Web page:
AAJ: Did your mother actually teach you? I am sure that she must have been a good teacher... Does she still simply fire your imagination?
RF: Oh yes she did... Still does. I am still learning from her. I really appreciate everything that she has taught me, especially interpretation, and also how important it is to tell, in a very sincere manner, your every thought and channel [them] through music... Not only that, my mother also taught memore importantlyhow all this is so important also for the everyday life that I lead.
AAJ: Is your mother then the first person (other than your band) to listen to what you create?
RF: Oh Yes.
AAJ: What was it like at Instituto Superior de Arte? You have said elsewhere that you were a "bad student," but obviously you learned a lot there? Who was your biggest influence at music school?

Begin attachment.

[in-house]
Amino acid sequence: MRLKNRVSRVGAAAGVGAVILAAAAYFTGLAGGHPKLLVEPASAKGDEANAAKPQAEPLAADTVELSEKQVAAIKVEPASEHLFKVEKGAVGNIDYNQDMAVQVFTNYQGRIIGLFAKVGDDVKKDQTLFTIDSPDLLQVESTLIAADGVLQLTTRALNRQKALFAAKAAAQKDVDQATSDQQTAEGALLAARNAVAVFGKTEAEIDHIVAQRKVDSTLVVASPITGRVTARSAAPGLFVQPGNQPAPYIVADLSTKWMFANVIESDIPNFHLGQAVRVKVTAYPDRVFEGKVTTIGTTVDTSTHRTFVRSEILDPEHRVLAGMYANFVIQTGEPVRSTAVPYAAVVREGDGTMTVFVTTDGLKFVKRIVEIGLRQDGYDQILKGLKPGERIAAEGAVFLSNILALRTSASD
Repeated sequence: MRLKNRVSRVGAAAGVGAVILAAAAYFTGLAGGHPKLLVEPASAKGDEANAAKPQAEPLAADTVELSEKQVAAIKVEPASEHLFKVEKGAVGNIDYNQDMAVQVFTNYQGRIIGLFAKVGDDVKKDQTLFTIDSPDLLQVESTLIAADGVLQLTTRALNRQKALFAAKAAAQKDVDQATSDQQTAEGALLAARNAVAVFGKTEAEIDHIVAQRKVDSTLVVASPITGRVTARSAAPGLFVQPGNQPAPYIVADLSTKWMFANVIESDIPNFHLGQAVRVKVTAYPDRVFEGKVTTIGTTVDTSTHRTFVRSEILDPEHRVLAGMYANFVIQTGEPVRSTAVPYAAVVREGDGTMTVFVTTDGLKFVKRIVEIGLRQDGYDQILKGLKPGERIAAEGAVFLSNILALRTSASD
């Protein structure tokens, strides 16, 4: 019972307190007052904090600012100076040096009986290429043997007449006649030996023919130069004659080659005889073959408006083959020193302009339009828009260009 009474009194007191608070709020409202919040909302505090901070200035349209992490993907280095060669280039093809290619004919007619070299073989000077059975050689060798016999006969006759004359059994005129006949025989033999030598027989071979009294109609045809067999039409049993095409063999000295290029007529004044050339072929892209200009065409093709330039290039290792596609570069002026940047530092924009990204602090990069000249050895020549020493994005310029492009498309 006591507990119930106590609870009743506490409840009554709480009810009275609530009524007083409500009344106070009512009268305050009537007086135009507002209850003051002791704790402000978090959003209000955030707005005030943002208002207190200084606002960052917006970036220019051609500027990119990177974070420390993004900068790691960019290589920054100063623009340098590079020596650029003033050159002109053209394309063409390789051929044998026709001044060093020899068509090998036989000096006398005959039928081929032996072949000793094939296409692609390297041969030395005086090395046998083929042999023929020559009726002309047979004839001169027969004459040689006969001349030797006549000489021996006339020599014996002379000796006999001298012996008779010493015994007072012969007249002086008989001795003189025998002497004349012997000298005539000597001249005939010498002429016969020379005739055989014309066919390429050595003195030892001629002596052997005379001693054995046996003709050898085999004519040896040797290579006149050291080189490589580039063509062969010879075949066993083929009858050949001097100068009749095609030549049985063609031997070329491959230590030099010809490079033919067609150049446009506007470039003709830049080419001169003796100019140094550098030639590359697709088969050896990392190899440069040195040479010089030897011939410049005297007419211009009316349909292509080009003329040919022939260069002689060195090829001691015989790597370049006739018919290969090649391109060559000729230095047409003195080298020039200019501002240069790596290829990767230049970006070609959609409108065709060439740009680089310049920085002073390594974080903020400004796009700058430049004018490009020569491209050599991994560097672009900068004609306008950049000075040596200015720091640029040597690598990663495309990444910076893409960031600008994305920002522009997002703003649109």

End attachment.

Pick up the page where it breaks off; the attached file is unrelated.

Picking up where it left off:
RF: I studied at Instituto Superior de Arte for just one year. It was a period when I started to really work with music. I was constantly searching and I tried hard to look for my language and my own style. I learnt lots of things from that school, where I studied classical music. There is a certain way in which all classical music is taught. You learnbecause the courses are very structuredto employ a strict discipline. Every musician...every student of this music works on and must learn every aspect of playing music... everything concerning techniques and everything concerning correct interpretation. But getting to know one's self is a very different discipline and experience. I found this part of myself on the street, in the jams and in the night clubs.